Sony introduced its latest entrant to the ultra mobile PC (UMPC) class of computers on Wednesday at the Consumer Electronics Show (CES) held in Las Vegas. Billed as the world’s lightest 8-inch notebook, the Vaio P Series Lifestyle PC is roughly the size of a business envelope and about as thin as a cell phone. However, unlike most systems in the UMPC category, Sony said the Vaio P is not a netbook PC.
“We don’t call the category ‘netbooks.’ I would call it a ‘mini-notebook’ because it looks and functions like a notebook,” said Bob O’Donnell, an analyst at IDC.
Is That a PC in Your Pocket?
The Vaio P weighs a scant 1.4 pounds and is small enough to fit in a handbag or jacket pocket while offering users the same features they would find in a full-sized notebook or desktop PC.
It includes a 1600×768, LED backlit 8-inch ultra-wide display that incorporates Sony’s Xbrite-Eco LCD technology. The system also features built-in wireless WAN 3G Mobile Broadband, 802.11n WiFi and Bluetooth technologies, which lets users adjust their wireless options to suit their location. They can opt for WiFi while at a local coffee shop or other hotspot, choose Bluetooth to connect with peripherals, or subscribe to and use mobile broadband service via the Verizon Wireless network for trips beyond the scope of a hotspot.
Sony has also added a few smartphone-esque type features to the Viao P. In addition to a webcam that can be used for video chats, the mini-notebooks include real-time GPS functionality that allows users to search for local sites such as restaurants or hotels, and get turn-by-turn directions for specific destinations. The GPS also includes drive times, and in the U.S. and Canada will function without an Internet connection.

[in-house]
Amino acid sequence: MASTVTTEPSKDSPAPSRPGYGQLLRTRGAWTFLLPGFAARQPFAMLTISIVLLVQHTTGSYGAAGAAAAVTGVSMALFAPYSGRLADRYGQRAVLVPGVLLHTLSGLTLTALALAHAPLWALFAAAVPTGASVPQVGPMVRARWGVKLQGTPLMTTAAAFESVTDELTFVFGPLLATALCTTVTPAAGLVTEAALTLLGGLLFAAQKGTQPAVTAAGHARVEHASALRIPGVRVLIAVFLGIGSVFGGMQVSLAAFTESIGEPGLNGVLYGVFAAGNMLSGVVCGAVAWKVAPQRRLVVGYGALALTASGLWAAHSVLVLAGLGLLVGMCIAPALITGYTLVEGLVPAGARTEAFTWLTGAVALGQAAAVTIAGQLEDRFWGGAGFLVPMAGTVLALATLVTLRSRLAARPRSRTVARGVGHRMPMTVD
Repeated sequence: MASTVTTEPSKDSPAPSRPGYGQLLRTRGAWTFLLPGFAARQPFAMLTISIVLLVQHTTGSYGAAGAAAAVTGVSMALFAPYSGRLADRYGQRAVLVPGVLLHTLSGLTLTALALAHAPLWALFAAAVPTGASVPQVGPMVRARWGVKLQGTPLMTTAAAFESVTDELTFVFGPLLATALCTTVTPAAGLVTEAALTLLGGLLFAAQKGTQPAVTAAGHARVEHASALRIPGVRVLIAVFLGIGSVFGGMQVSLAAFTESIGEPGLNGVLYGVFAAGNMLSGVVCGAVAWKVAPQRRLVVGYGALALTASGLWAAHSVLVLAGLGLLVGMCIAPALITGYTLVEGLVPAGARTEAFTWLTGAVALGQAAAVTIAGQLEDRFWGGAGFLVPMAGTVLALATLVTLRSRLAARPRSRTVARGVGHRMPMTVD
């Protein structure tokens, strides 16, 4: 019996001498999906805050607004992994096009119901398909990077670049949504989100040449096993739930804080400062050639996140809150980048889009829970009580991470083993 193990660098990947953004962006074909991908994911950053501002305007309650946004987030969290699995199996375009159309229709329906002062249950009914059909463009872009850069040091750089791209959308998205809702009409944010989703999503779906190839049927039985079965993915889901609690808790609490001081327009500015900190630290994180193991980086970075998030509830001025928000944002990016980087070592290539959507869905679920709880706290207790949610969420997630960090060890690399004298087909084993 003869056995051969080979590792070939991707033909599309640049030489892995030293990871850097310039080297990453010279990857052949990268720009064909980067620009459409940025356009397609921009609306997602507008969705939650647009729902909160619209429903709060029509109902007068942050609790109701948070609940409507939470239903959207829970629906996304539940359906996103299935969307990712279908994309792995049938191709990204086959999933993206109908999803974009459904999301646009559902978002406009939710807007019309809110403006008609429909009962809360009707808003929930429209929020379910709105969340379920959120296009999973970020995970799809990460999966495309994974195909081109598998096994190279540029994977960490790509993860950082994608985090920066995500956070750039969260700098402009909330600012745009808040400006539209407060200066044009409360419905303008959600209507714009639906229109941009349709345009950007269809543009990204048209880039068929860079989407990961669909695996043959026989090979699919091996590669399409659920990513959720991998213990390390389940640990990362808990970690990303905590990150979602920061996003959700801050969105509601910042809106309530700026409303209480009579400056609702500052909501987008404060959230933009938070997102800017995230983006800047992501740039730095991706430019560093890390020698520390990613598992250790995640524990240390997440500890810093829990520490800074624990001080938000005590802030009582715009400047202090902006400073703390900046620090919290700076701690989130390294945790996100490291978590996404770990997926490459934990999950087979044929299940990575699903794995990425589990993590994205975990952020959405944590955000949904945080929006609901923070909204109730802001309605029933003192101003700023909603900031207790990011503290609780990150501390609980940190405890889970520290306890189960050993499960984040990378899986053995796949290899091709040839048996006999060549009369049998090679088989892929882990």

A mini, ultraportable machine needs to be highly responsive. Mindful of that fact, Sony equipped the Vaio P with an instant-mode option that launches its XrossMediaBar interface for rapid boot-ups and fast access to music, video, photos and the Internet.
The notebook runs the Windows Vista operating system, supporting office applications and all the software programs typically found on a full-sized machine. To accommodate fingers of all sizes and prevent typing mistakes, the keyboard of the Viao P is engineered to give users the feel of larger notebook. The keyboard extends to the perimeters of the chassis, and spacing between the keys makes it suitable for long fingers, according to Sony.
“You can run anything on it,” said O’Donnell.
The UMPC has up to four hours of battery life with the standard battery and up to eight hours with a larger capacity battery that is sold separately.
The Vaio P will sell for around US$900 and can be preordered starting Wednesday. It will hit store shelves in February.
More Than a Netbook
“It is certainly an interesting device,” IDC’s O’Donnell told TechNewsWorld. “The form factor is good; however, the price is a problem. This is another example of the hyper-specialization of notebooks. We’re seeing everything from different colors to a variety of form factors. You’re seeing [mini-notebooks] in a whole bunch of styles and types.”
The new netbooks and UMPCs that hardware makers have begun rolling out have serendipitously hit the market just when consumers are likely to want alternatives to more expensive full-sized machines.
“There’s clearly interest in lower-cost devices,” said O’Donnell, “and for Sony, $900 is lower-cost. The other thing is, we’re seeing more and more people getting used to having multiple notebooks. They have multiple TVs and PCs. [The Vaio P is] clearly a companion device, and Sony is making moves in a direction that will let people purchase another device.”